A Tragic Kind of Wonderful
Author: Eric Lindstrom
Publisher: Poppy (Hachette)
Published: February 7, 2017
For Those Who Enjoyed: All the Bright Places, Perks of Being a Wallflower, Mean Girls
Rating: 3 / 5 Stars
*This is a spoiler-free review!
In my grand list of new February releases to check out, this one wasn’t a particularly high priority. But after RoseBlood, I needed a quick palate-cleanser and A Tragic Kind of Wonderful happened to be instantly available at the library.
I will say right away, I’m always so excited to see contemporary YA authors confronting mental illness in a raw, honest, and meaningful way. And although bipolar disorder seems to be a hot topic in contemporary YA over the last few years, I feel like I definitely learned more about the disorder reading this than I expected. It doesn’t feel nearly as lovingly written as All the Bright Places was, given how short it is, but it’s undoubtedly well-researched. And because it was so well-researched, all the coping strategies put in place felt very true to life. As someone who’s gone to therapy for mental illness, I saw my own experience in main character, Mel’s interaction with her own therapist and how she puts her coping mechanisms in place. What’s more, she has a stable, productive, and positive relationship with her therapist, something that isn’t always portrayed in YA, depending on what aspect of the struggle with mental illness any given author is trying to address. (Jennifer Niven, for instance, looks to highlight how adults tend to shrug off mental illness as irrelevant.) So I think it’s nice that even though it’s mentioned that Mel’s been through a handful of therapist she hasn’t liked, at the point the novel takes place, she’s finding a routine with this therapist that does work for her. Even nicer still, the novel opens with Mel already aware of her bipolar disorder, and with her coping mechanisms in place. It’s that day to day dealing with mental illness as part of a narrative that I enjoy. I know my experience and many others’ is being represented. And that’s a great feeling.
All the subplots in comparison feel very secondary to the mental illness. There are several plots and twists being woven into this short narrative (it’s less than 300 pages long) and in the end, none of them really feel like they matter in the grand scheme of things. It’s as if Lindstrom wanted to write a novel about bipolar disorder, with bipolar disorder as the main character. Everything’s kind of frazzled and all over the place and nothing quite fits together until the end. None of the characters quite feel fully realised and I didn’t quite care about them as a result.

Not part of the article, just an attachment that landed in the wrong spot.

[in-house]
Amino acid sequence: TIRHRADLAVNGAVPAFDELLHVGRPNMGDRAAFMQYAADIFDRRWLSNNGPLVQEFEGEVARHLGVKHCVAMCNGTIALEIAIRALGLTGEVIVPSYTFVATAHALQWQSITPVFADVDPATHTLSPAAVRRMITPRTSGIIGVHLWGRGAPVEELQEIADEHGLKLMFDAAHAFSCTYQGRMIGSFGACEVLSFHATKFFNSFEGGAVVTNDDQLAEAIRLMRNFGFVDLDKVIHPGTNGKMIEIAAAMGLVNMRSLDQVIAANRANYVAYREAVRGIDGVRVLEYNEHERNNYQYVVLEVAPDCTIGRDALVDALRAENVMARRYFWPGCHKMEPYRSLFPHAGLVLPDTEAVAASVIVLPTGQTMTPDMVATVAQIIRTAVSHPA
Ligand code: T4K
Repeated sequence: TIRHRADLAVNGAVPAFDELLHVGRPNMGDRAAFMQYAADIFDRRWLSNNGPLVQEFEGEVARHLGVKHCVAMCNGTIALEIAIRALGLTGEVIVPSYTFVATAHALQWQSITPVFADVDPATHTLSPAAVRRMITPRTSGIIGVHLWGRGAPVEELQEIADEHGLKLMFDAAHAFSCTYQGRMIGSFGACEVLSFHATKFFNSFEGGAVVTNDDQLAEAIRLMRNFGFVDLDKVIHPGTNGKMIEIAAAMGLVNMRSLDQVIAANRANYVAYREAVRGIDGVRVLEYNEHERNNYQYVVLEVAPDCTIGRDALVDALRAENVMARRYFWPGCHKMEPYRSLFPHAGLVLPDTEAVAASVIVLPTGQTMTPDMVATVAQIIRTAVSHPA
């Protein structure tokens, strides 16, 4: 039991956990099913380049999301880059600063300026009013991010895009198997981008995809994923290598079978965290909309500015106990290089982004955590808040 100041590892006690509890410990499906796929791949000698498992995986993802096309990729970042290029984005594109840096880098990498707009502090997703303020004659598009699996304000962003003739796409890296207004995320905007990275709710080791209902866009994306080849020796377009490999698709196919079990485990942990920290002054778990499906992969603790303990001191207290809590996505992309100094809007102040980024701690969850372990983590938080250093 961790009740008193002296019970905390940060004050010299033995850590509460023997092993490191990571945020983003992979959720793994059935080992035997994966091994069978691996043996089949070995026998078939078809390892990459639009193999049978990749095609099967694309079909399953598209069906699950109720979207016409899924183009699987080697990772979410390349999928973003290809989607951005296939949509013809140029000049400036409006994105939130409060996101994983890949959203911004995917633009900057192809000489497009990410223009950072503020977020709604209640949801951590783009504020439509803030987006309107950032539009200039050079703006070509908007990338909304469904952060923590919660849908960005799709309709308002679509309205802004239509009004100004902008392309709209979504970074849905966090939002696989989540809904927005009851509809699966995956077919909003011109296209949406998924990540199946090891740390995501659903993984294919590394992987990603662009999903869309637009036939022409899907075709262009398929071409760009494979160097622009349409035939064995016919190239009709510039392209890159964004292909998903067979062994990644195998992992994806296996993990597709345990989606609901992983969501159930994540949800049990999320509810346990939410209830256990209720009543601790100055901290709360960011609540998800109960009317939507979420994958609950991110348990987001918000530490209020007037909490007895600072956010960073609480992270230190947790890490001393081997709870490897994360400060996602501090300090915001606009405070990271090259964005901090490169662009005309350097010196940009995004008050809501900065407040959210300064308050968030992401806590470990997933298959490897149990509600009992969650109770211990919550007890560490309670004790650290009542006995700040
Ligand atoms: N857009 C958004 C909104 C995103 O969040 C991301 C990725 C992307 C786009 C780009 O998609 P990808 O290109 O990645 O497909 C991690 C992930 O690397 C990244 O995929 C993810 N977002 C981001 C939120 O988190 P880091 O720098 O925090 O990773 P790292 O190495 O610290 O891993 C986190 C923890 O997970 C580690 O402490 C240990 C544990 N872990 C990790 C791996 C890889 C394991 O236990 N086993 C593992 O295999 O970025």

Given that, the more I think about it, the more I feel like this story would be more interesting and groundbreaking if the protagonist were a trans boy. Throughout the novel, I kept reading Mel as a boy (and often forgot her name entirely). The only real thing that differentiates her as a girl is the fact that she’s on her period throughout the novel. But who says she can’t be a boy struggling with this same issue? There is certainly a lack of trans protagonists in literature in general and menstruation as a genuine issue for trans boys is an even rarer discussion in the media. Men rarely write in such detail about women and menstruation in fiction, and it’s already shocking that Lindstrom’s doing it here, and making an important plot point out of it. He’s not making any statements about how periods control girls’ behaviour. Instead, he’s addressing a very real fact that menstrual hormones cause imbalances when paired with bipolar medications. While I think it’s great that he’s going there with a female protagonist, I would’ve liked to see him go one step further.
That’s not to say the whole menstruation plot is the only reason why I’d cast a trans boy as the protagonist. There’s also a lot of discussion about sexual identity in this novel. There’s talk about being gay and out to your friends, and bisexuality, and how this is a valid way to identify. And again, it’s doing fine as is. It’s already going a lot further than many narratives go in terms of that discussion. But there’s a Mean Girls-type subplot, which is almost overdone at this point. Granted, the queen bee who drops her best friends because they’re not cool enough for her anymore is a very real social issue that happens again and again and again in high schools. It’s happened to me and it’s happened to other girls in my life. I personally think writing Mel in as a trans boy would’ve slotted well into that bullying plot, and done something new with it. I like to hope trans kids have at least some people in their lives to support them, but there is always going to be that one person who refuses to accept who they are, and would cast them aside for not being something they can control in their lives.
I just wanted this story to be bigger, and saying larger things.
I certainly wouldn’t discourage anyone from reading this novel. In fact, if you’re someone who suffers from bipolar disorder, or knows someone who suffers from it, I’d say give it a go. It offers an interesting insight into the everyday experience of living with a mental disorder. Who knows? You might learn something from it.